Whether you’re buying a new horse or assisting a less experienced friend, riding unfamiliar horses can be a daunting task. At Pony Club Australia, we believe in prioritising safety and adopting a systematic approach to ensure a positive experience. Here’s a comprehensive guide to help you navigate this process safely and effectively.

Assessing an Unfamiliar Horse

Before you even mount an unfamiliar horse, it’s crucial to evaluate their foundation responses. Here’s a step-by-step process to follow:

Check Response to Reins:

  • Ask the horse to step back from pressure on the reins.
  • If the horse’s response is delayed or heavy, it may indicate difficulty stopping or slowing under saddle.
  • Repeat the step-back exercise several times to gauge the horse’s stop response quality.

Owner’s Insight:

  • Ask the owner about the horse’s previous training
  • Identify any potential risks and, if possible, request to see the horse ridden first.

Mounting and Initial Control

When mounting an unfamiliar horse, start slowly to build confidence and control:

Begin in Walk:

  • Do several walk/halt transitions until you’re confident in the horse’s response to your aids.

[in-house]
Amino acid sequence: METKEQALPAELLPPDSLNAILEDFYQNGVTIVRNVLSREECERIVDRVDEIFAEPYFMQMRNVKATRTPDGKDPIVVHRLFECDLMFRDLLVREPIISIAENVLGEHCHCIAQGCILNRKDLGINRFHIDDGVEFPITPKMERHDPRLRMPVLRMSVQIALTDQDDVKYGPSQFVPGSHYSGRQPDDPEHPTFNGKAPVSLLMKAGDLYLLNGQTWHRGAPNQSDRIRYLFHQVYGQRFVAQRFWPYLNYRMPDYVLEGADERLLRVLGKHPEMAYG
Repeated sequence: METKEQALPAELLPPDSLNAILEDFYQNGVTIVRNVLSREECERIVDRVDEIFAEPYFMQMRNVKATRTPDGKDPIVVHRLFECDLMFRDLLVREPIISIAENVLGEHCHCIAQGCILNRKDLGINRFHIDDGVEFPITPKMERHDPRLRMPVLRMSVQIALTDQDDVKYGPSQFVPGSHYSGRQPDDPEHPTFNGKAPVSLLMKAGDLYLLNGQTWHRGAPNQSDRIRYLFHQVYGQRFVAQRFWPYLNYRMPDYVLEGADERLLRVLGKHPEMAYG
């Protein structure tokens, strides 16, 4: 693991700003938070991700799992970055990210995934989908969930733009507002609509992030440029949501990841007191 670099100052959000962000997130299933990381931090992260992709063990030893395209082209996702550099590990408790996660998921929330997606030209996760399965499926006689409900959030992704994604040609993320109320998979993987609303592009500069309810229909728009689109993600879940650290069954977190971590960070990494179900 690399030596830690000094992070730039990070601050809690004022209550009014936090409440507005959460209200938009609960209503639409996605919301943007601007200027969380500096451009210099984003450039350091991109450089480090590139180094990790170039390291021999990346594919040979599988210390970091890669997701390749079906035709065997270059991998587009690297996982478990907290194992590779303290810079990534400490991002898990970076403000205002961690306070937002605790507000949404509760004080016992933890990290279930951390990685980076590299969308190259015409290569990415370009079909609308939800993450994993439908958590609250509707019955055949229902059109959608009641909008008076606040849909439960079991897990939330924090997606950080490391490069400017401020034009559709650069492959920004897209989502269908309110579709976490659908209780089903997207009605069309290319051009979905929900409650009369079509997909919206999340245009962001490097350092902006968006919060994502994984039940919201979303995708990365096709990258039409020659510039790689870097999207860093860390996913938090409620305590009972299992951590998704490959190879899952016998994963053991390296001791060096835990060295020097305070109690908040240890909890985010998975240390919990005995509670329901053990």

Advance Cautiously:

  • Only proceed to trot and canter once you have full control at the walk.
  • If jumping, perform at least one trot/halt transition to ensure the horse’s stop response is reliable under pressure.

Key Considerations When Purchasing a Horse

When it comes to buying a horse, thorough evaluation and careful consideration are paramount:

Age, Height, and Scope:

  • Know what you need in terms of the horse’s age, size, experience, and future potential.


  • Set a realistic budget that meets your requirements.
  • Consider leasing as an alternative to purchasing, especially if you need access to a more experienced horse.


  • Get to know the owner and rider well.
  • Ask extensive questions about the horse’s history, rider, and management.
  • Test ride the horse multiple times and on different properties if possible.


  • Depending on the asking price, a pre-purchase examination can be invaluable.
  • This exam is not a pass/fail test but provides an overall check-up and soundness assessment.
  • It can include a drug screen to ensure the horse hasn’t been given substances to mask issues.


  • Agree on a fair price or lease terms for all parties involved.


  • Ensure all sale or lease agreements are documented.
  • For purchases, make sure registration papers and documentation are transferred to the new owner.

Final Thoughts

Navigating the world of unfamiliar horses can be challenging, but with the right approach, it is more likely to result in a positive outcome. Always prioritise your safety and take the time to evaluate and understand the horse thoroughly before making any decisions. By following these guidelines, you can make informed choices and enjoy a safe and rewarding experience.